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back to article iPhone photo-slurping loophole sparks app privacy fears

Exactly how much data can be extracted from iPhones by apps without explicit user consent has been called into question after it emerged that software granted access to location-finding services can siphon off punters' photos. The extraction of address book information without permission from the user has already raised privacy …

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I suppose you could just

have a phone that's a phone and a camera that's a camera and never the twain shall meet, but then I keep forgetting that's horribly old-fashioned and that, if you can't produce your own ill-considered drunken-night-out blackmail material and distribute it planetwide in seconds, you hardly even count as a member of society any more.

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Re: I suppose you could just

Slight correction required there. What's "old-fashioned" is the idea of a camera phone with software that was provided by the manufacturer without malicious intent.

To be a member of society, you need a "device" that can run "apps" written by untrusted third parties. This is no different from the web in the 90s or PCs in the 80s and the solution is the one identified in the 60s -- put some security in the OS that allows end-users to control what apps can look at. And if that sounds "too user-unfriendly", then perhaps it is time you regressed to the old-fashioned approach of not running arbitrary shit on the same device that you use for online banking.

Though I'm an old fogey myself, I don't personally care *which* of the alternatives *you* choose. I just wish people would choose and stop being "shocked, shocked I tell you" each time we get a story like this. Trust is what comes out of the top of a security model, not what you blindly put in as the foundation.

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Anonymous Coward

Still better than Android

Android apps don't show or request any permission, not even location, to read any photo - or actually any file - stored on the SD card (the default storage location for photos)

Don't get why the media is only targeting iOS over this.

ps - Here's a little Android APK I cooked earlier to show this: http://oron.com/ks4idg9txfru

Check the manifest, no permissions at all.

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Facepalm

Re: Still better than Android

You've convinced a few iTards but to convince Android owners your app will have to show more than a black screen.

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WTF?

Re: Re: Still better than Android

A black screen?

Do you have any photos on your SD card?

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Anonymous Coward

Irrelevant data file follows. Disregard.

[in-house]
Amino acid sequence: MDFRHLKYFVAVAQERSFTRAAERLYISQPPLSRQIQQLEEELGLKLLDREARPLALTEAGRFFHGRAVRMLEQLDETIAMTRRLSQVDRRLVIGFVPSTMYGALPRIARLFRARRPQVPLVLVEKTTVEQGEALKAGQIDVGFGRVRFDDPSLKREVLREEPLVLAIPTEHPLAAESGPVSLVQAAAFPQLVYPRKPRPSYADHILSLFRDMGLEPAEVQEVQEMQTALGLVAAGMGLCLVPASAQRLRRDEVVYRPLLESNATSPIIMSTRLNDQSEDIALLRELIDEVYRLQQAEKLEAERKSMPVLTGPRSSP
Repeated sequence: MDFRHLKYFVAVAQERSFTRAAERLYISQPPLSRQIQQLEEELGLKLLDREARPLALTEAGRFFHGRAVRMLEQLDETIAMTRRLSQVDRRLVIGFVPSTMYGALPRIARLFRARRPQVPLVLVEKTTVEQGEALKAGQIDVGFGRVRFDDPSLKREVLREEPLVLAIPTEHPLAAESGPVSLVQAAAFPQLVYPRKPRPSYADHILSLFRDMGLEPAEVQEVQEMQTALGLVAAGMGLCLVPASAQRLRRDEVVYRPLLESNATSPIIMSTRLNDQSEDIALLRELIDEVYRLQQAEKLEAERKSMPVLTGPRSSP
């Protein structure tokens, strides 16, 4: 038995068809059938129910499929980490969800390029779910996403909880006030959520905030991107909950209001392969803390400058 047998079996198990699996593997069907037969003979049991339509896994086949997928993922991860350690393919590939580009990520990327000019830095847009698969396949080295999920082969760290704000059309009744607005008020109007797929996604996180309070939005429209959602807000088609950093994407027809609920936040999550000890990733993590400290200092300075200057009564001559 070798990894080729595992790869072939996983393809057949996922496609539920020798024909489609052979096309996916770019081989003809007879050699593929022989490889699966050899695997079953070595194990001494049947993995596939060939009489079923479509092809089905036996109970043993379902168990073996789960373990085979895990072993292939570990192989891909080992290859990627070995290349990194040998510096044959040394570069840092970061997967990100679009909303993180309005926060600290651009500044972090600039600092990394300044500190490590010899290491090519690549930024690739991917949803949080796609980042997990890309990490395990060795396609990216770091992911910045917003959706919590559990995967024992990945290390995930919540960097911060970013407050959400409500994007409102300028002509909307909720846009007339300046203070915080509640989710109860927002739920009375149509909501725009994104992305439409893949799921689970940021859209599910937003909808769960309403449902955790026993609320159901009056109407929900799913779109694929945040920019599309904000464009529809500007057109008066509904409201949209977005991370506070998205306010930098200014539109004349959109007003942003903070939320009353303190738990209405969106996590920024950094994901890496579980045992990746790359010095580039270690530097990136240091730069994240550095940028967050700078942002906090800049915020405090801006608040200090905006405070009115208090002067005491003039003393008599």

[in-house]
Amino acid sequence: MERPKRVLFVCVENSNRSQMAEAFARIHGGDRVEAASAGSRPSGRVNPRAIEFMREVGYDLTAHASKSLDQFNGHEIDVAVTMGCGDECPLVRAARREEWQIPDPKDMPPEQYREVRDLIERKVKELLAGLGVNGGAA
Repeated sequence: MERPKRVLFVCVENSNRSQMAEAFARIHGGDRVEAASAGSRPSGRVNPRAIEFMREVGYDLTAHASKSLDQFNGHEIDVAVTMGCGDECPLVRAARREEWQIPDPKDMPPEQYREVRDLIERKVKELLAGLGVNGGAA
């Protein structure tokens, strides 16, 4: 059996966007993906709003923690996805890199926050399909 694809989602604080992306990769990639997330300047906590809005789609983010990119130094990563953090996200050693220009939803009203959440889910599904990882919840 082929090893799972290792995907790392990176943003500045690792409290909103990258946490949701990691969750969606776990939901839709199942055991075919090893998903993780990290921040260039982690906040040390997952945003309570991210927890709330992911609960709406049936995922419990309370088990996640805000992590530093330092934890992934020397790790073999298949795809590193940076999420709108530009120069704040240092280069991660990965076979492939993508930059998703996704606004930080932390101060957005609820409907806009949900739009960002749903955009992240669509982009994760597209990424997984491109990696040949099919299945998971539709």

Re: Still better than Android

Works fine on mine, can swipe left and right between photos.

Umm.

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Anonymous Coward

Source code here

To avoid mudslinging by people like Craigness I've decided to also release the full source code and Eclipse project (it's only single Java file plus a few resources).

Eclipse project zip here: http://oron.com/y0mqvxin621z

This app opens the SD card, finds all image files by looking for known extensions (jpeg, gif, bmp, ...) and displays them. All this without a single permission.

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Re: Re: Re: Still better than Android

Yes, I have photos (jpg). Wouldn't have been much of a test otherwise!

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Re: Still better than Android

Interesting about Android.

As to

"Don't get why the media is only targeting iOS over this."

That is probably because Apple has marketed itself so well it is the only platform that matter to the media.

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Anonymous Coward

@Craigness

I asked if you have photos *on the SD card*, I believe the code - as it stands - will not work on devices without SD cards, e.g. Nexus S or Galaxy Nexus devices.

Failing that have you tried swiping left to change to another picture? Does the menu button work?

It's not a final, polished debugged application, it's a simple proof of concept that works for me as well as others. Now you also have the code to figure why it doesn't for you.

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Re: @Craigness

Hehe. Sweet. I *think* the standard permission is to "modify or delete", so I guess *reading* stuff is just a default. Kinda stupid though.

However, a photo viewer alone is no big deal. My secret sex-porn romp photos [*] would still be safe.

Can you up the ante and do something with it still demanding zero special privs? Can it be bounced off a server, perhaps using a nonstandard protocol?

* - hehe, me? This body? Not bloody likely...

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Meh

+++ath0 seems to have a point...

/mnt/sdcard and all its subdirectories on my Galaxy Nexus look like this -->

drwxrwxr-x root sdcard_rw 2012-02-21 sdcard

That means everybody can read stuff, but only apps belonging to the group sdcard_rw can write stuff.

That would also explain why the image viewer works, and why the corresponding Android permission says "change/delete" and not "read/change/delete".

So Android isn't lying to you, but you might still get the wrong impression. Hmmm. I for one always (wrongly) assumed that apps also need that permission to *read* the SD card.

A chmod doesn't work, looks like the 0775 is hardcoded into the FS driver. I wonder if there's any way to keep untrusted apps away from my files?

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Big Brother

I thought the 6310 had some privacy issues with Bluetooth bugs

There weren't any photos to steal then though! I did like the fact the 6310i could last a week (probably 2) on a single charge.

Regarding the iPhone issue I think that location controls were put in after the initial fuss about user tracking and the only reason that the photos are restricted at all is because they are location tagged (or can be).

There are many applications which should legitimately access the photos in the library including photo retouching apps and apps to draw on existing photos but it would be better if the control was like that being introduced on the Mac for file access where an OS provided chooser is brought up to browse and the app should only get access to the selected images. The same should apply for the contacts too. Apple's review process could allow some relevant apps (if there are any) more unrestricted access but require an explanatory dialogue the first time and allow revocation of the permission in the settings as with location data.